Thanks again for all the input.  And if any of you are around during our days there and want to get a drink...

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Notes on our 3 nights in Asheville last week:

-The Heywood Park Hotel is excellent.  Perfect location, very friendly, extremely large rooms & parking/breakfast included.  Highly recommended.

-The Biltmore is a great way to spend the day.  Yes, the basic admission is $65/person, the Guided Tour (better than headphones) is another $19 and the Upstairs/Downstairs tour was $19 more.  That's a lot but you get a lot and the place is worth seeing.  Comes with a nice long drive thru the estate, including gardens (where the tulips were in bloom) and a winery where the tastings were free (even though they purchase grapes from various places throughout Sonoma & Napa, with only maybe 20% local grapes).

-Went to Rhubarb on Sunday eve for their communal dinner, where we sat at one of three designated tables for 8 & met both local & other "passing thru" diners. The food was excellent & Chef Fleer came out to speak with all of us about the concept of sharing a dinner table & his cooking for this type of event. It was all excellent -- genuine & well executed. The bar area (where we spent a 1/2 hour before dinner) was a mixture of cocktails, local beers (both on tap & in bottles) & good wines by the glass & the restaurant proper (the communal tables were in a middle room) was full of diners both at tables and at a chef's counter watching the kitchen cook. If we ever get back to Asheville, I wouldn't hesitate returning here. Everything was both homey & professionally done, including the room itself.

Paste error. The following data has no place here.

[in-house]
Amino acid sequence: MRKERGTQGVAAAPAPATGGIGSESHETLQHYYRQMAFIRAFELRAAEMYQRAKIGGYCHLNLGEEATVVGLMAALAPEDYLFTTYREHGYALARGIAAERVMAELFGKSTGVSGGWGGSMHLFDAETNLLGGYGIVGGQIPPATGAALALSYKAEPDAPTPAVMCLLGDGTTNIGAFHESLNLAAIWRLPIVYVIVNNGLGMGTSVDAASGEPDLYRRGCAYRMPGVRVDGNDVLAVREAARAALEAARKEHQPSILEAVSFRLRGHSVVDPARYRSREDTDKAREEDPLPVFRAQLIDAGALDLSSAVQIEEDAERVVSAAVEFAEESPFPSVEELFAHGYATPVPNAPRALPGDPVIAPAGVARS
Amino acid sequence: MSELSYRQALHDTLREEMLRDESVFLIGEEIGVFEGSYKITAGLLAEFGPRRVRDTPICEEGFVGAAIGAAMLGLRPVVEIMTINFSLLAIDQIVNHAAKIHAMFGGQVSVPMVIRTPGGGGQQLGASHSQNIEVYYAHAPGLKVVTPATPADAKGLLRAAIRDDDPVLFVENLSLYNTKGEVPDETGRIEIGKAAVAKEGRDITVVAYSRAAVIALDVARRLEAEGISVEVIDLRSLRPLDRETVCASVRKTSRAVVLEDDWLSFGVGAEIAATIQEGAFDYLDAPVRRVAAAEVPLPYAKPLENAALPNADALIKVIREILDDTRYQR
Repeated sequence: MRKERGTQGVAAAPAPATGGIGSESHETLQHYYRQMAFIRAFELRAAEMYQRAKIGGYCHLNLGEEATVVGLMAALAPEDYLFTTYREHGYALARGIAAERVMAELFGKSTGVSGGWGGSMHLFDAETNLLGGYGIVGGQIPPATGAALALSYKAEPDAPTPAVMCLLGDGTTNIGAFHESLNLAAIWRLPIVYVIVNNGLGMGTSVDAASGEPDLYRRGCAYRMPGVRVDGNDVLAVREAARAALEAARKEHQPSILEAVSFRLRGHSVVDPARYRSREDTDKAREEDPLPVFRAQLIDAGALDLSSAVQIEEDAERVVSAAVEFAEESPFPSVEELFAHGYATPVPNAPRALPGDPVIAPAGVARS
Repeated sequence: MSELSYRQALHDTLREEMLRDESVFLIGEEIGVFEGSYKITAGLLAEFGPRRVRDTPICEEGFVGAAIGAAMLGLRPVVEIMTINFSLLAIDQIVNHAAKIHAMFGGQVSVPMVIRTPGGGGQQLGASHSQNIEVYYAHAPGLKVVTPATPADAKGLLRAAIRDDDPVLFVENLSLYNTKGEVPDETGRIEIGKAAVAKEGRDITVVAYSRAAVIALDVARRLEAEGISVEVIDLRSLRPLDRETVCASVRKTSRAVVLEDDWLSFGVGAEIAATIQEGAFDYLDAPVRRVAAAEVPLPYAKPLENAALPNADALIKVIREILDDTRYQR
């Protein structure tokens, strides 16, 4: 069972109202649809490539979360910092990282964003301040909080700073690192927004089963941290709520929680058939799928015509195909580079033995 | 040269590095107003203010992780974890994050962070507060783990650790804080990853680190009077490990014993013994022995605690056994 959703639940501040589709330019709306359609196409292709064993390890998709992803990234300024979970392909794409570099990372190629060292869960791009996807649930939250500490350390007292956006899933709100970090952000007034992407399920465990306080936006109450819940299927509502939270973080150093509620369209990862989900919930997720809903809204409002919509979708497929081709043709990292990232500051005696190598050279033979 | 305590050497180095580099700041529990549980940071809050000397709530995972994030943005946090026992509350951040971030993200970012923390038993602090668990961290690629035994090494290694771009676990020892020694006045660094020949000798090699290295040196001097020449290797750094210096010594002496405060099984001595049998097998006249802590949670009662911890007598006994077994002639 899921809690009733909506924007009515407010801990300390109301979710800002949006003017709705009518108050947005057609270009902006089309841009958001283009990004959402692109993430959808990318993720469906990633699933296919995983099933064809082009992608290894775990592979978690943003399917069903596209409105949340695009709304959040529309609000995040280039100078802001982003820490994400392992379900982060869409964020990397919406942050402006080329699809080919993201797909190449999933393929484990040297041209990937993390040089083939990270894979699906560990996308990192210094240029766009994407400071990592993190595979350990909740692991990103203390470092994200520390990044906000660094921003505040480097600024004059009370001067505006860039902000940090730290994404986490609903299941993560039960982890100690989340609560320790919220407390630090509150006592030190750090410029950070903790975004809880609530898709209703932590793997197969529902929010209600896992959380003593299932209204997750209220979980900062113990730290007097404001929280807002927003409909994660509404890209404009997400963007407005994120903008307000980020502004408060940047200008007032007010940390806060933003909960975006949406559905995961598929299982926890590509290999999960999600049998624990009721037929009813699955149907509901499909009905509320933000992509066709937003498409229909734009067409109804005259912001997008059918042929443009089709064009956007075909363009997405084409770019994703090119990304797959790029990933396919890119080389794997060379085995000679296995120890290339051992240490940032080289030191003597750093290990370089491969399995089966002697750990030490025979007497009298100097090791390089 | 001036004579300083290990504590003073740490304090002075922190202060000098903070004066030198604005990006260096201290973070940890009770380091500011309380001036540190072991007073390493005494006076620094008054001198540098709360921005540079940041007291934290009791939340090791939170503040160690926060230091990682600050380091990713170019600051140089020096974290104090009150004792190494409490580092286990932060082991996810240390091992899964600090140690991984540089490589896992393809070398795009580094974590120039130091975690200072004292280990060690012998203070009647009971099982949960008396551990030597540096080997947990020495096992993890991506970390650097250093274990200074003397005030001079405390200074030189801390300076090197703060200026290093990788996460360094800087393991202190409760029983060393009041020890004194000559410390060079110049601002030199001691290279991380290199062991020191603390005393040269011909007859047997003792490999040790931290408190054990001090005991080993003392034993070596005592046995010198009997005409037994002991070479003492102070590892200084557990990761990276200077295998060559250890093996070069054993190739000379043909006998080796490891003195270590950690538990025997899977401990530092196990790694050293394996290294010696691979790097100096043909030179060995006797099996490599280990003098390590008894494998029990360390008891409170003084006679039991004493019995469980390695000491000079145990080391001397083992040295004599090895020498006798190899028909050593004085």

-Buxton Hall was ehh.  I've decided that E.Carolina whole pig bbq is not my thing and the "mop" of it I got was just ok.  The fried chicken was better, my wife's St.Louis style ⅓ rack of ribs was better (good bbq sauce slathered on) & all the sides were good as well.  However, in my opinion, nothing to dislike, not much special either.  Especially since its a line operation and everything is easily made in advance and just plated with scoops by the open kitchen.  I'll stick with Franklin BBQ.